Researchers found out why many middle aged women gain weight and the studies have pinned this issue on someone else than their eating habits.
There have been conducted studies on mice and discovered a hormone which rose in levels when the female mice reached menopause. The same hormone might trigger the loss of bone. Trials were conducted on mice and by blocking that hormone; they started having a better physical activity, lost more calories and slowed the bone loss.
This study might mean that the issue of menopause will be solved in the future.
The reproductive hormone (F.S.H. meaning follicle-stimulating hormone) was believed to trigger loss of bone density when a woman reaches menopause. That’s why Dr. Zaidi, a professor who works at the Icahn School of Medicine in New York, created an antibody which preserved bone density. They used it on mice which had their ovaries removed and discovered that the bones from the mice did not fill with fat, as it would normally do when they don’t produce estrogen. They preserved their bone density and even lost a lot of fat.
The study was later replicated by a bone specialist, Dr. Clifford J. Rosen from the Maine Medical Center Research Institute, who doubted the first results. But after two and a half years, the original results were proven to be correct. Dr. Rosen can’t tell yet if the results will be the same in humans but the idea of the research was credible enough.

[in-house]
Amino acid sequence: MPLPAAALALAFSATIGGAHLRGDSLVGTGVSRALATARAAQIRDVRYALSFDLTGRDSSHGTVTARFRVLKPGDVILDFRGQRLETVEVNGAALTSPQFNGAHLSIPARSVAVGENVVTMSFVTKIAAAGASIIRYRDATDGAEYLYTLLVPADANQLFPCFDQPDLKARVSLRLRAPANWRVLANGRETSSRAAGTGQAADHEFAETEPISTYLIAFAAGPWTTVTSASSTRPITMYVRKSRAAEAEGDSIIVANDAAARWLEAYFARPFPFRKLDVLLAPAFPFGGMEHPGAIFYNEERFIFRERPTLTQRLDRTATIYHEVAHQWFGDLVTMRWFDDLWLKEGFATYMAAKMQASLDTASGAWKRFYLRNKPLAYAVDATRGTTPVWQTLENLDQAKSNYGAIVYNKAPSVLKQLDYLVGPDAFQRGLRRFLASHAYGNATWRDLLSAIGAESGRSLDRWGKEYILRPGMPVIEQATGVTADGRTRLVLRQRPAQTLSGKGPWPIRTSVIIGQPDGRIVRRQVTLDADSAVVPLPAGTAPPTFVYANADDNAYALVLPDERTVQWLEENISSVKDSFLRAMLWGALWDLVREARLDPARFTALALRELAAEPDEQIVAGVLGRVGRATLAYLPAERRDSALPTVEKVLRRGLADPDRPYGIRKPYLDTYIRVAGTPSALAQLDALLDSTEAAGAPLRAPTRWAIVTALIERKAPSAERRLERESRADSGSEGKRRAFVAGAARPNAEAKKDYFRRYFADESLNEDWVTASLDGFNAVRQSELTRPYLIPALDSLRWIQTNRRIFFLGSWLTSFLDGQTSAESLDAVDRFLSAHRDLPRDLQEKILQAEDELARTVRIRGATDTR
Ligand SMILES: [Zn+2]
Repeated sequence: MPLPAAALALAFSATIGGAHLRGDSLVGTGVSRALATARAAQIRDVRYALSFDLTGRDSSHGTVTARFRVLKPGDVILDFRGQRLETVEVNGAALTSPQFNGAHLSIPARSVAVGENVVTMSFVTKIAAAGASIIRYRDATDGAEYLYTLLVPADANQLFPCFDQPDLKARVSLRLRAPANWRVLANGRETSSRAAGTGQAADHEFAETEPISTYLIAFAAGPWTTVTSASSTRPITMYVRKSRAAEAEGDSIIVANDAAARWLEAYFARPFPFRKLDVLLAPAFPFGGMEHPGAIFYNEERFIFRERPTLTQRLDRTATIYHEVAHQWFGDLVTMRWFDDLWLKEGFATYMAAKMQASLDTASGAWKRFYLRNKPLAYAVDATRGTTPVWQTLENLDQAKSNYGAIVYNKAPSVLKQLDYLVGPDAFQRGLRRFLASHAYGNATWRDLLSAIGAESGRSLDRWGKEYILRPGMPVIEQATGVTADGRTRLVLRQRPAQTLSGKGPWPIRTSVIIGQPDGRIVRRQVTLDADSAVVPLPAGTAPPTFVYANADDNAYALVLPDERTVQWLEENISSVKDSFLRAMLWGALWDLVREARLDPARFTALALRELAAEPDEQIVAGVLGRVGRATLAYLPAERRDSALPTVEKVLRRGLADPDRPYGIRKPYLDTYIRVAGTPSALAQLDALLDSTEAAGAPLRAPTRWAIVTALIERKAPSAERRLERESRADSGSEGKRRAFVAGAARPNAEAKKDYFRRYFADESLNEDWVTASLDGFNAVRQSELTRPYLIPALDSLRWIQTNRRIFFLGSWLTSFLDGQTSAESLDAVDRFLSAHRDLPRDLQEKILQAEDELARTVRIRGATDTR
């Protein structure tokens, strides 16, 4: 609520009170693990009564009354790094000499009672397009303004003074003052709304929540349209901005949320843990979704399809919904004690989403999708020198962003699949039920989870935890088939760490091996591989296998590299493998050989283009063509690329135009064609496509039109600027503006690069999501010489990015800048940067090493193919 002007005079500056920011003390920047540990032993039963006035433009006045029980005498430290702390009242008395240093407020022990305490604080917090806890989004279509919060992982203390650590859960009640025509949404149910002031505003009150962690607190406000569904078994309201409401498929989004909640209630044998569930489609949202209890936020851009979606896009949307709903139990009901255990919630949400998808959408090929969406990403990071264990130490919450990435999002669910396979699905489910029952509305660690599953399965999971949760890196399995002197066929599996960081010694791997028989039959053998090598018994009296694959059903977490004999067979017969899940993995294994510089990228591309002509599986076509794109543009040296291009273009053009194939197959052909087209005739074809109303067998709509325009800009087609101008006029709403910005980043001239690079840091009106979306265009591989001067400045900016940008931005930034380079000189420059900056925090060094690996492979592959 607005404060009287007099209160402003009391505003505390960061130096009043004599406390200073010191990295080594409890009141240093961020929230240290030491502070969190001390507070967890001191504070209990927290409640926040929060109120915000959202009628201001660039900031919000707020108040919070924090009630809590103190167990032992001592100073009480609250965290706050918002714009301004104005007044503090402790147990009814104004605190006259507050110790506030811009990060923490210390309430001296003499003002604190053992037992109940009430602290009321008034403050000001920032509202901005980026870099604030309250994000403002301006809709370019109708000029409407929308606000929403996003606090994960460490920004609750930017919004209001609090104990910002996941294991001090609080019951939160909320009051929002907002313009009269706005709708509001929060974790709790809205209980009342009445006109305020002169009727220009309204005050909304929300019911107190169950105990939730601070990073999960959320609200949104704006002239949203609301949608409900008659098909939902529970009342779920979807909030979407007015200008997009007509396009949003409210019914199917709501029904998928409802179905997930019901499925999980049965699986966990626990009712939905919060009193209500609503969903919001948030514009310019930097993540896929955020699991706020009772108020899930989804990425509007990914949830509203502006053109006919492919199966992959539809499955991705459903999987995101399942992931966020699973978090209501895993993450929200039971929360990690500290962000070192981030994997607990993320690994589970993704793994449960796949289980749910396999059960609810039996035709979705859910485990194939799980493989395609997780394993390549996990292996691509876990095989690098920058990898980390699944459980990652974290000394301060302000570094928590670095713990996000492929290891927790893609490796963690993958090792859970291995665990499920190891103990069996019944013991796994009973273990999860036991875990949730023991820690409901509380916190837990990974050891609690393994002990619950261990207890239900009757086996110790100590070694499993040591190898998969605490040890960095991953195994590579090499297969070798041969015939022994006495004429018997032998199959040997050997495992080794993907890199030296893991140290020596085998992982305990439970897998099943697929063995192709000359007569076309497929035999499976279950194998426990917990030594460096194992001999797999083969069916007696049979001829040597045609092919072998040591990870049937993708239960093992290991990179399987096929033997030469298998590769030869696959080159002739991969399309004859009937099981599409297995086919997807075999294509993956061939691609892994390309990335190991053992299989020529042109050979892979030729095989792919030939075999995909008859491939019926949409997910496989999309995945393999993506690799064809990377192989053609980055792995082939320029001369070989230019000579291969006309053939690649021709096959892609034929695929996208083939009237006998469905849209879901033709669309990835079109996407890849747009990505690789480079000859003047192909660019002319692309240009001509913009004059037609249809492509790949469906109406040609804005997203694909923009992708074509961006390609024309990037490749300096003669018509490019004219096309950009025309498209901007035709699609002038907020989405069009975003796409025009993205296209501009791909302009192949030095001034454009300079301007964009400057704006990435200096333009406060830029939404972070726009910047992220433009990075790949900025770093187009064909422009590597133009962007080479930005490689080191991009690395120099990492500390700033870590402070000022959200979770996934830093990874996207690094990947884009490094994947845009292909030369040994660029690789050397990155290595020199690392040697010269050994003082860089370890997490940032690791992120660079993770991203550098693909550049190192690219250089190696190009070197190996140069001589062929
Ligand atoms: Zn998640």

Other studies concerning obesity and hormonal issues have been conducted on women. Dr.Wendy Kohrt, a medicine professor at the University of Colorado gave healthy women who weren’t at menopause drugs that would create a reversible state of menopause. She observed that the fat around the abdomens would grow by 11% and would burn 50 less calories per day. Then these women stopped using the drugs and started creating estrogen again, the effect reversed.
Experiments conducted on men showed that F.S.H. is the culprit, but there’s also something else which creates weight gain in men who lose testosterone.
The problem of the mice studies is that there have been a lot of them which failed in human studies, but Dr. Zaidi is currently working on an antibody against F.S.H. in people which might work or not on humans.